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Ronan Keating
From the land where traditional folk music has been vibrant throughout the 20th century and is internationally known, 29-year-old Ronan Keating received recognition as a traveller, a philosopher, a writer, a singer, a musician, a presenter, an ambassador, a patron, and a lover, and yet he feels he still hasnít reached his destination.

Ronan Keating was born in the capital city of Ireland, a country known for prominent artists and writers such as Oscar Wilde, Samuel Beckett, James Joyce, who were both acclaimed and controversial. Ronan seems to have that similar flair. He became the ambassador to the UN Goodwill and the Fair Trade for Christian Aid. He openly criticized a Welsh doctor for claiming that a disproportionate amount of research money was being spent on cancer treatments. Ronan struggled initially to distinguish himself from his former Boyzone band members, and he has now proved himself to be one of the most admired Irish singers of his time. His releases have seen him go to thrilling new heights, and he is now ready for yet another.

Why did you call this new album Bring You Home?
Ronan: Thereís a song on the album with the same title. Itís a song about my kids ~ Jack, Missy and Ali. Itís okay to get your heartbroken, itís okay to trip up in life, and itís okay to make mistakes. But donít forget Iím always here. Whatever happens, Iíll bring you home. Iím here. The album itself is about your roots, where you belong and whom you belong to. Unless you do not realise that, nothing can take you forward in life. You could go on wandering and hitting records but unless you do not recognize your essence you are nowhere. And this is what the album is all about. Constantly interacting with people from different places with distinct cultures made me realize that the only thing we seek at the end of the day is to reach our home.

Were there any different experiences while making this album?
Ronan: Honestly, I lived this album in the last year and a half. I built a small studio in the house and every day Iíd get up in the morning, take the kids to school, and Iíd come back to the house, have a cup of tea, and go to the back and start writing. And it was brilliant; it was absolutely brilliant. The kids would come home and Iíd have lunch and dinner with them, put them to bed and in between go back to the studio. And it was fantastic. I donít know if you can make every album that way, but this album really worked that way for me. Iíve also had the opportunity to work with some of the most brilliant artists, which I could have never imagined. Artists Iíve grown up listening to. I got to sing with them, perform with them. I feel very lucky. Iíve never been more excited about an album as I have about this one. All I want to do is make people happy that Iíve already made happy with my music.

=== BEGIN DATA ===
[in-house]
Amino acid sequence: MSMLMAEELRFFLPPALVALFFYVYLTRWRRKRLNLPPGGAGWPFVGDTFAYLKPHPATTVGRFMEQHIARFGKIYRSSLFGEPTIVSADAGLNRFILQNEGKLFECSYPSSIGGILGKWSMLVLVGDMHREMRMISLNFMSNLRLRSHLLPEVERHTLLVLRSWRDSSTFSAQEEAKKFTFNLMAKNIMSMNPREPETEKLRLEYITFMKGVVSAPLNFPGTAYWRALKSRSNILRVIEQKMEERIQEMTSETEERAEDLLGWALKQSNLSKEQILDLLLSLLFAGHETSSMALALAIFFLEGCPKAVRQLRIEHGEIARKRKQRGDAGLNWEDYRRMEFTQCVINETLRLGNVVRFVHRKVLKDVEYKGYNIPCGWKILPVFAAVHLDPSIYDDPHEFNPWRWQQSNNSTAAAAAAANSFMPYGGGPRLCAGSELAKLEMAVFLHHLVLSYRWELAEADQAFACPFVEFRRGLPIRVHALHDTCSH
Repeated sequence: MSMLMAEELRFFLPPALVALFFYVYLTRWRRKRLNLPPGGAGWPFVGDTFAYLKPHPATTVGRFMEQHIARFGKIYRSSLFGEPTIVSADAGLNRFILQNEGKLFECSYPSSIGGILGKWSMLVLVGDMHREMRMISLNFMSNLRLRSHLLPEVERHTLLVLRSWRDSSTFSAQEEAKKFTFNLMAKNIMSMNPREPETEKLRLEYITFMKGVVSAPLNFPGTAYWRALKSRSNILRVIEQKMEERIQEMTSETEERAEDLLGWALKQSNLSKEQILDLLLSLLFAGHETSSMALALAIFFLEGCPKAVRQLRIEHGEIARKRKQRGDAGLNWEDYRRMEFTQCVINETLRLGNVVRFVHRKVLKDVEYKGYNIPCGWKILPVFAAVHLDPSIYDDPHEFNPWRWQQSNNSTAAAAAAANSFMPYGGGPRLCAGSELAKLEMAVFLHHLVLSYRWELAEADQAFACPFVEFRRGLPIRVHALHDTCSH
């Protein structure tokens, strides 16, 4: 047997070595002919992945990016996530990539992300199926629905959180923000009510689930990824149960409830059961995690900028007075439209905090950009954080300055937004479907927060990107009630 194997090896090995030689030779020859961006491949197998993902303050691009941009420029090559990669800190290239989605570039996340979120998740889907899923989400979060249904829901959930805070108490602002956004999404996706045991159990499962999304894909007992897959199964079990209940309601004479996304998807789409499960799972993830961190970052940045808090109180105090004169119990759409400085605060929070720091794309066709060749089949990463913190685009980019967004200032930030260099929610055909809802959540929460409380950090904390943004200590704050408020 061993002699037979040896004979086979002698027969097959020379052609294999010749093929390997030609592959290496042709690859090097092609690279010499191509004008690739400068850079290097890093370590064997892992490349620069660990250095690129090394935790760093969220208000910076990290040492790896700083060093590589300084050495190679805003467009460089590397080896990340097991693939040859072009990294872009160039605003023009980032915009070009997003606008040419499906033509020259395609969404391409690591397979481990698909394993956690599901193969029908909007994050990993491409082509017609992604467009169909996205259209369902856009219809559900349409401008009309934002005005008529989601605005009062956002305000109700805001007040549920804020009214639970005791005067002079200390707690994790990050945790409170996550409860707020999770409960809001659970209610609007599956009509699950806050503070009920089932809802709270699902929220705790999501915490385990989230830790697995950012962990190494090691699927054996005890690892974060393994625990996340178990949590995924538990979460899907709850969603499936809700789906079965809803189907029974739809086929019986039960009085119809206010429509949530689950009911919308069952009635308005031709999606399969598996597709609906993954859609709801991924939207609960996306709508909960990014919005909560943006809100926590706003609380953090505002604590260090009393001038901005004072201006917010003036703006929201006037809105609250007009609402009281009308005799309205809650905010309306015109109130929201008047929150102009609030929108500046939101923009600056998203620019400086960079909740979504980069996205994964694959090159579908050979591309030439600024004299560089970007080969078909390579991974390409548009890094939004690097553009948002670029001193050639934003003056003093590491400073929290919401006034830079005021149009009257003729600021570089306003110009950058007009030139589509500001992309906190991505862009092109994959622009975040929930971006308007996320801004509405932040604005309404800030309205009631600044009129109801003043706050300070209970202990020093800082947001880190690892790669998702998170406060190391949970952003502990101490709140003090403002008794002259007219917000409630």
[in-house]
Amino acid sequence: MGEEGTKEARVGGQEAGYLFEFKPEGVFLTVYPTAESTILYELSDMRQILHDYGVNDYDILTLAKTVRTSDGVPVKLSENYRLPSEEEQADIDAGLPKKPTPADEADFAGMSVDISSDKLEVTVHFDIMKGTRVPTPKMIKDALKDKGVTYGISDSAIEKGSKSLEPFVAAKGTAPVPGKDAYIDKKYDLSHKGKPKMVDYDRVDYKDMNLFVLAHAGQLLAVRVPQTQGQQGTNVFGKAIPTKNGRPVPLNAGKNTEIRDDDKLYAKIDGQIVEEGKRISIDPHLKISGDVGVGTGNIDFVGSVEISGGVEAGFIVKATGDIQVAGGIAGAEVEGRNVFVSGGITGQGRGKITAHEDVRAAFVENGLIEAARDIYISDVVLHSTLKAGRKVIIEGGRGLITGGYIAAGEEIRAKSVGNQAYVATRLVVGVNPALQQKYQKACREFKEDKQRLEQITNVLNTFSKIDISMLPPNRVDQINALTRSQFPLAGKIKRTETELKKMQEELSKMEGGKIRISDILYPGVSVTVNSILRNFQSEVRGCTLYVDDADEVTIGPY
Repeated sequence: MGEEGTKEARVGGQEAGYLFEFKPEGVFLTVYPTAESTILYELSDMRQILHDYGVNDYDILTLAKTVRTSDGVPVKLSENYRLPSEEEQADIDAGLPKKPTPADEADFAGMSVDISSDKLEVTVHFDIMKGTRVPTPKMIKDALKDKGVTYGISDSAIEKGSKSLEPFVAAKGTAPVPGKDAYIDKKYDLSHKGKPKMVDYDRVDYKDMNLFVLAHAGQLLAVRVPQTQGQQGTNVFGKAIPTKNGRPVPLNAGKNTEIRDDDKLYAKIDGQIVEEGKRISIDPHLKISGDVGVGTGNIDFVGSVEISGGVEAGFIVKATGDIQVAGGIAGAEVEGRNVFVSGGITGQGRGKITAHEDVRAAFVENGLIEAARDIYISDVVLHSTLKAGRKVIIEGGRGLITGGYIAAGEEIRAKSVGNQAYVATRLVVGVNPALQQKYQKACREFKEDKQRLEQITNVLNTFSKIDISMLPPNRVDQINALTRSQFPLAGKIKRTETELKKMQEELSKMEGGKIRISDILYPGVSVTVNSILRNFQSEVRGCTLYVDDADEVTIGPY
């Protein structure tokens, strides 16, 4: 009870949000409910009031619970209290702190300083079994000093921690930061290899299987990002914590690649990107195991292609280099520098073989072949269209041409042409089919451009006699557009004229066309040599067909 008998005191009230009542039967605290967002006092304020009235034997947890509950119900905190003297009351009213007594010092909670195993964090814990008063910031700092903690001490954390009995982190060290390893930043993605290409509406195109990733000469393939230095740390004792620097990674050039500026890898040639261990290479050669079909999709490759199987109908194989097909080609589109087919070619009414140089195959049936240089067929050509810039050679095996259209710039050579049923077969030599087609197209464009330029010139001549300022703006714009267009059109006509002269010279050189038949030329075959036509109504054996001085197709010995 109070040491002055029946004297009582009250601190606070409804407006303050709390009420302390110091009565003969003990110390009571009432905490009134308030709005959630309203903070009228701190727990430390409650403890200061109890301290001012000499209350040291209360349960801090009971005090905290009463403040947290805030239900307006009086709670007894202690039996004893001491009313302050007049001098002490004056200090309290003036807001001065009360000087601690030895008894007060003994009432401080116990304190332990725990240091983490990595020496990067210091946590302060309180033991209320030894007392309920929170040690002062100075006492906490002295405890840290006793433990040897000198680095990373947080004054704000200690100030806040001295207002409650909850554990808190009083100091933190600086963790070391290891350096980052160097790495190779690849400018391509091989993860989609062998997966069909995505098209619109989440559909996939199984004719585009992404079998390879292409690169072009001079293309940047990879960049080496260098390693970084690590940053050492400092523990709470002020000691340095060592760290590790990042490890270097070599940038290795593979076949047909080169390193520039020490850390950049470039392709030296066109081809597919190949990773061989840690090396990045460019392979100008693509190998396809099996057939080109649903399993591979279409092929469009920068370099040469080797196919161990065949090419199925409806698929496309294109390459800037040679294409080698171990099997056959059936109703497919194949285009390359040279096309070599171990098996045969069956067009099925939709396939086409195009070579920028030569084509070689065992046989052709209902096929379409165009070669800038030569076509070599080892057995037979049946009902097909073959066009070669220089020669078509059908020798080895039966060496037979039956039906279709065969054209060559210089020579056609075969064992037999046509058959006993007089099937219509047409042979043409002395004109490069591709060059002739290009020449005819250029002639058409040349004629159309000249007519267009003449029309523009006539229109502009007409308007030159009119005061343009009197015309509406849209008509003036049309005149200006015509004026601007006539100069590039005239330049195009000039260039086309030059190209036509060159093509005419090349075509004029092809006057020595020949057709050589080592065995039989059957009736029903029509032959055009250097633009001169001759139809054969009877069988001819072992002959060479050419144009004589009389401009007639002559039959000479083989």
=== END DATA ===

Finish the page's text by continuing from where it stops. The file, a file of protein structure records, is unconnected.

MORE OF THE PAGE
Your last album was also strong on ballads and this one seems to be the same.
Ronan: It was melodies always that got me. Softer melodies, big ballads and the classics. And country music. My mum and dad have always been playing country. Thatís probably where my country flavours and sounds come from. This album is very melancholy. Iíve made a Ronan Keating album. Itís very ballad-driven and thatís my strength, and I know that now. I love it. Itís probably the Irish in me; we love to tell those tales of heartbreak and heartache and love and loss. Itís just the way we are.

Which is your favourite track?
Ronan: Well, I guess most of them are. Each one has an interesting story behind it. The track Just When I'd Given Up Dreaming is about the time when I took my first writing trip and worked with Richard Marx. Iíve always been his greatest fan, and sitting in his studio and writing was just a mad feeling. I spent three great days writing in his studio on the shore of Lake Michigan and this beautiful song came from that session. Then thereís a song here called Superman and itís the total opposite of the title. The title is Superman but the lyrics of the song are, ĎIím no Supermaní. It relates to me as a father, a husband, and as a human. Itís a very honest song. Anyone can listen to it and it can be a love song to them, it can be different, but to me itís a very personal song. I enjoyed that creative process.
All Over Again is another special song. This song was introduced to me by a publisher friend of mine and I just fell in love with it. Iíve been a gigantic fan of Kate Rusbyís voice. The words floated everywhere around me and I just knew the rhythm without even making much effort. I wanted Kate Rusby to sing for this one but wasnít too sure if she would agree as her style is very folk. When she started singing the song for the first time in the studio the hairs on the back of my neck stood up and that feeling remains with me every time we sing this song together.


You can read the rest of our exclusive with Ronan Keating in the June 2006 issue of The Record Music Magazine available at your local newsagent.






ALSO IN THIS ISSUE:

Nelly Furtado
Paul Oakenfold
Gnarls Barkley
Red Hot Chili Peppers
Taxiride
The Divine Comedy
Dixie Chicks
Duncan James
Train
Flipsyde
Call
Getting Started: The Violin
Then And Now: Kenny Rogers
DJ Speak: DJ Rummy
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